- Oral presentation
- Open Access
History of HAART – the true story of how effective multi-drug therapy was developed for treatment of HIV disease
- Martin Delaney1
© Delaney; licensee BioMed Central Ltd. 2006
Published: 21 December 2006
The development of multi-drug combination therapy for treatment of HIV disease is considered one of the great success stories of modern medicine. In a period of approximately ten years, the death rate from HIV disease was reduced by 50 to 80% and changed from a nearly universally fatal and catastrophic illness to what is now often a manageable chronic illness. The story of how this was accomplished, however, is less well known than the outcome itself, which has been widely heralded in the medical and public media. The story of this accomplished though has often been widely distorted in the popular press and varies considerably from one country to the next. The media, in its usual quest for simple explanations, suggests that the development of multi-drug combination therapy was a new and unique discovery that could largely be attributed to a single research team. The true story is much more complex and acknowledges the contributions of a wide range of scientists in both academia and the private pharmaceutical industry. This presentation traces the historical basis which lead to the development of the individual therapies and the models of combination therapy long employed against other diseases. Rather than being the work of any single group, the development of HAART is seen to be attributed to a long string of discoveries by multiple groups and individuals beginning in the 1970s, built upon in the 1980s, and brought to their ultimate fruition in the 1990s. Major contributions came from people working in basic science, bio-chemistry, drug development and clinical testing in dozens of institutions and companies. It was only through these collective contributions that the success heralded in the mid-1990s came to be, and it s only through similar, continuing contributions that patients today are benefiting from the potency, durability and ease of use associated with today's best regimens. It is a disservice to science, however, to suggest, as the media has done, that any individual or group was primarily or most responsible for these advances. Instead, they are the work and accomplishment of the entire field of HIV medicine.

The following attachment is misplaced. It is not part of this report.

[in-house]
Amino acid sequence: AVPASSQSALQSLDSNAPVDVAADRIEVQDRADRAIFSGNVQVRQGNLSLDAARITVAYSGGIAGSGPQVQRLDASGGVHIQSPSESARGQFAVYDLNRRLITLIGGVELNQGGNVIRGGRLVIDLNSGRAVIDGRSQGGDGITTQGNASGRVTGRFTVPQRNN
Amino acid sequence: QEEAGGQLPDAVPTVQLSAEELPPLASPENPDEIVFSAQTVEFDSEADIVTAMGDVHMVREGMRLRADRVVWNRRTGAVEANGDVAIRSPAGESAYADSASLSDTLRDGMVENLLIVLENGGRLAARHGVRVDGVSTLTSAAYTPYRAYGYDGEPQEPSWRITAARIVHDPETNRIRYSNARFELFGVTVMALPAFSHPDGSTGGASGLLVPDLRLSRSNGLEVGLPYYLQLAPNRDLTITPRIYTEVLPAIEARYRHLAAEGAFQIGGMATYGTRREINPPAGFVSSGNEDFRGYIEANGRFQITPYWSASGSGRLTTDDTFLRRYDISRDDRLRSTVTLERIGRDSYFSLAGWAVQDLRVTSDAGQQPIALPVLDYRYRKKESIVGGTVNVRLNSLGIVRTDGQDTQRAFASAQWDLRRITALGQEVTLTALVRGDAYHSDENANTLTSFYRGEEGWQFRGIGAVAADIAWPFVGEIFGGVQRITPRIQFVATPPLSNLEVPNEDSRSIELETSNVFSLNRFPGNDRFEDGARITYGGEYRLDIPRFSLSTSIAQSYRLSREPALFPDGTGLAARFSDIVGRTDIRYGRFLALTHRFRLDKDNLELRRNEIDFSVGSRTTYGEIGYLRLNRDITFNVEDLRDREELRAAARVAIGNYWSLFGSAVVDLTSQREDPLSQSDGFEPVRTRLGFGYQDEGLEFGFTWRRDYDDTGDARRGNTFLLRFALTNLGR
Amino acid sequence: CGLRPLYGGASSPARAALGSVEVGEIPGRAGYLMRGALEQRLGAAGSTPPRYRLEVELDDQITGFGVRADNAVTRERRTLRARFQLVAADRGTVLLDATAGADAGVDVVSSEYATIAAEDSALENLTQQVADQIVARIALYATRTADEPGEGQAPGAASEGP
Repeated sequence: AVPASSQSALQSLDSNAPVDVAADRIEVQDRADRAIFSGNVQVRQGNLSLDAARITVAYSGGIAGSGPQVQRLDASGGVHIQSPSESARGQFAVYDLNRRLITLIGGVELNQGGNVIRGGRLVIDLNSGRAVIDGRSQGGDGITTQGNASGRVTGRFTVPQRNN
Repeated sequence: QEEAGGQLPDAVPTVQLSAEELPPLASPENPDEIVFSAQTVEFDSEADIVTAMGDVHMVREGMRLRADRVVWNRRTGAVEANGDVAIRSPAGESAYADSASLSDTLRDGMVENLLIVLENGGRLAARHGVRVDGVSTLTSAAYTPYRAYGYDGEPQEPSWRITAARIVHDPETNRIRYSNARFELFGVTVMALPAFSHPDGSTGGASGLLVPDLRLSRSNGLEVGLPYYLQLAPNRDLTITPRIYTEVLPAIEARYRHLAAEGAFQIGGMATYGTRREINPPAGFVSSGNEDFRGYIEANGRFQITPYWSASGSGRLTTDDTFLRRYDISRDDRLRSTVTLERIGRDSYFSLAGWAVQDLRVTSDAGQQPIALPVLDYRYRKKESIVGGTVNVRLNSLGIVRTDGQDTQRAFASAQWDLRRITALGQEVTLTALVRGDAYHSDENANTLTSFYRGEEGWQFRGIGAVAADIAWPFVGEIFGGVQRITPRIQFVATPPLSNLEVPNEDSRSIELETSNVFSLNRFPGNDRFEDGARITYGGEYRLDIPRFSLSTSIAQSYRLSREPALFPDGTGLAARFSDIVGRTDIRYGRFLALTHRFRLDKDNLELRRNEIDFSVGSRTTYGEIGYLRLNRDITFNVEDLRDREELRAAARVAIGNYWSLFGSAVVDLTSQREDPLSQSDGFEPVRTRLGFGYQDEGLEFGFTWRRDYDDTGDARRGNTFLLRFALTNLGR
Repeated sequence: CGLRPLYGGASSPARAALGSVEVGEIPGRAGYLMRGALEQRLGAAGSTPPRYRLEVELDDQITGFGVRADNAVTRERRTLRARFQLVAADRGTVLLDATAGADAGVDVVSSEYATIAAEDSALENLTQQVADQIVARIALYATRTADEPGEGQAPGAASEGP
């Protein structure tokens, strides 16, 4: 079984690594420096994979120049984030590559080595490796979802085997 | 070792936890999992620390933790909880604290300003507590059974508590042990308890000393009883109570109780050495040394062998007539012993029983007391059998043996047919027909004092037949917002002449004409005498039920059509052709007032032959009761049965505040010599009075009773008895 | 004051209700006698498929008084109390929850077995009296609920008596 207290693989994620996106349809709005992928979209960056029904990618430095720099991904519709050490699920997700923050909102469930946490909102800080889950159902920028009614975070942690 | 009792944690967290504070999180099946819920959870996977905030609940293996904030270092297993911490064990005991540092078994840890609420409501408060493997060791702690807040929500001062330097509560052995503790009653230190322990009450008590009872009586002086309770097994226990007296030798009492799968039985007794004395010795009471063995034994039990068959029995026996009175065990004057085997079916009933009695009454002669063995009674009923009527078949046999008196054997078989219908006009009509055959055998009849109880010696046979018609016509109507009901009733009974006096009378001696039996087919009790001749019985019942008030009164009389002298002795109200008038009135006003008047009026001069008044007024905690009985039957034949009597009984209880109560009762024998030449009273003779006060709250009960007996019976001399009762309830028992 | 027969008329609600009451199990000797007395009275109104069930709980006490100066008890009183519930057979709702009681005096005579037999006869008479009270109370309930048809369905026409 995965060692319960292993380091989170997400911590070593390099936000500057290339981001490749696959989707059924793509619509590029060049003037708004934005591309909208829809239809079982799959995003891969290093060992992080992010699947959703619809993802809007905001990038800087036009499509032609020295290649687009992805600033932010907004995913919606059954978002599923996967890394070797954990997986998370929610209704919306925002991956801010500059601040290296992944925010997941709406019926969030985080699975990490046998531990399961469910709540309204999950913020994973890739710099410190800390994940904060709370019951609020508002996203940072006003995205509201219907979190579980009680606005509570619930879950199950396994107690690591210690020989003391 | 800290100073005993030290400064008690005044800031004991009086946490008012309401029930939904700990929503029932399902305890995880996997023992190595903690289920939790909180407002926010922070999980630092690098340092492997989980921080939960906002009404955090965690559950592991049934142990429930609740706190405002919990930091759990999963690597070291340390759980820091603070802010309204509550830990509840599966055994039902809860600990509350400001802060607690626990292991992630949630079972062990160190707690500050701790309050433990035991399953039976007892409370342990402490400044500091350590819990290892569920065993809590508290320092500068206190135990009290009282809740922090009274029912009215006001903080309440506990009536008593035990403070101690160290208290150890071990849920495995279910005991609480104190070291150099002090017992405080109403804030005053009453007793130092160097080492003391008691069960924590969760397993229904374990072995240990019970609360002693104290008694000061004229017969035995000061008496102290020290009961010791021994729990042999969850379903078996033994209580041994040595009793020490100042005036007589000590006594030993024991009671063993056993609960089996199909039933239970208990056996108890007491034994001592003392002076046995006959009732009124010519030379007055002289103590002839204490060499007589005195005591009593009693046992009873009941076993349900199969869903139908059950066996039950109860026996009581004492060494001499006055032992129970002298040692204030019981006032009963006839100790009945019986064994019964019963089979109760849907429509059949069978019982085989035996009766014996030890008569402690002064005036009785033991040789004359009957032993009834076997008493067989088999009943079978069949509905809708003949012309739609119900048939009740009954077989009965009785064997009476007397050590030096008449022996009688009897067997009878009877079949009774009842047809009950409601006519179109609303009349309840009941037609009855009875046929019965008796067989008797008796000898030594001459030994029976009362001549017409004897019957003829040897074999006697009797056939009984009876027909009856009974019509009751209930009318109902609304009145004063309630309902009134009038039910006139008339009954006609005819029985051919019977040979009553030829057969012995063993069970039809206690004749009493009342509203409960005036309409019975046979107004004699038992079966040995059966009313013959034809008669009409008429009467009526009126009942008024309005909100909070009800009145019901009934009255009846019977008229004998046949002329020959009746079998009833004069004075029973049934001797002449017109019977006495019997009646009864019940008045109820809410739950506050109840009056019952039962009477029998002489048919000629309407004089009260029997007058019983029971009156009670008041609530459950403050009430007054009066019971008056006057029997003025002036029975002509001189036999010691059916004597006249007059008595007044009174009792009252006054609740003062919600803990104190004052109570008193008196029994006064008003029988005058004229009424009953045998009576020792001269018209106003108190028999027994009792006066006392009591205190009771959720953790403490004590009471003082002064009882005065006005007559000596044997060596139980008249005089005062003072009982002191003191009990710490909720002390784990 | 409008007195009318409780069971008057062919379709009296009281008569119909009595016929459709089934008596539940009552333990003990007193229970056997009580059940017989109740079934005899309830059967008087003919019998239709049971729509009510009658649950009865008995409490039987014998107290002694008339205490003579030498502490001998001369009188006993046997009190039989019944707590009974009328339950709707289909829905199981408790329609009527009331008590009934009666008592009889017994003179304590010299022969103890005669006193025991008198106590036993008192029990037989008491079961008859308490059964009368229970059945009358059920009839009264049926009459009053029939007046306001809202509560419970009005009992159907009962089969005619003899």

This article is published under license to BioMed Central Ltd.